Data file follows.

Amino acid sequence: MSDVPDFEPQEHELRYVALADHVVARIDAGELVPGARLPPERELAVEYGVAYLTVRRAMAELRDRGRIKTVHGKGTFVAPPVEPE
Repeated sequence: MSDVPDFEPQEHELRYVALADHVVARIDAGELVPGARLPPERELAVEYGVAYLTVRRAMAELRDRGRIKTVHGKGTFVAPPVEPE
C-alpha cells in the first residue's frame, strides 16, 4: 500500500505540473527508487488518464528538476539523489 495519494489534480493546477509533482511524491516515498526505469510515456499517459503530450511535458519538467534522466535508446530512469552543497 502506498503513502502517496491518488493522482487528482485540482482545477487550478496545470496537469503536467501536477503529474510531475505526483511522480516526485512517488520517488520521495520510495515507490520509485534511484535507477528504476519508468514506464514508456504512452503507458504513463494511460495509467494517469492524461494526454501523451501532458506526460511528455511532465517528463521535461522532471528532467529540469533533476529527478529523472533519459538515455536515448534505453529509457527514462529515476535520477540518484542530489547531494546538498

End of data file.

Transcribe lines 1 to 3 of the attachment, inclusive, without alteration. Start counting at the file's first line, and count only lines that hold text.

Amino acid sequence: MSDVPDFEPQEHELRYVALADHVVARIDAGELVPGARLPPERELAVEYGVAYLTVRRAMAELRDRGRIKTVHGKGTFVAPPVEPE
Repeated sequence: MSDVPDFEPQEHELRYVALADHVVARIDAGELVPGARLPPERELAVEYGVAYLTVRRAMAELRDRGRIKTVHGKGTFVAPPVEPE
C-alpha cells in the first residue's frame, strides 16, 4: 500500500505540473527508487488518464528538476539523489 495519494489534480493546477509533482511524491516515498526505469510515456499517459503530450511535458519538467534522466535508446530512469552543497 502506498503513502502517496491518488493522482487528482485540482482545477487550478496545470496537469503536467501536477503529474510531475505526483511522480516526485512517488520517488520521495520510495515507490520509485534511484535507477528504476519508468514506464514508456504512452503507458504513463494511460495509467494517469492524461494526454501523451501532458506526460511528455511532465517528463521535461522532471528532467529540469533533476529527478529523472533519459538515455536515448534505453529509457527514462529515476535520477540518484542530489547531494546538498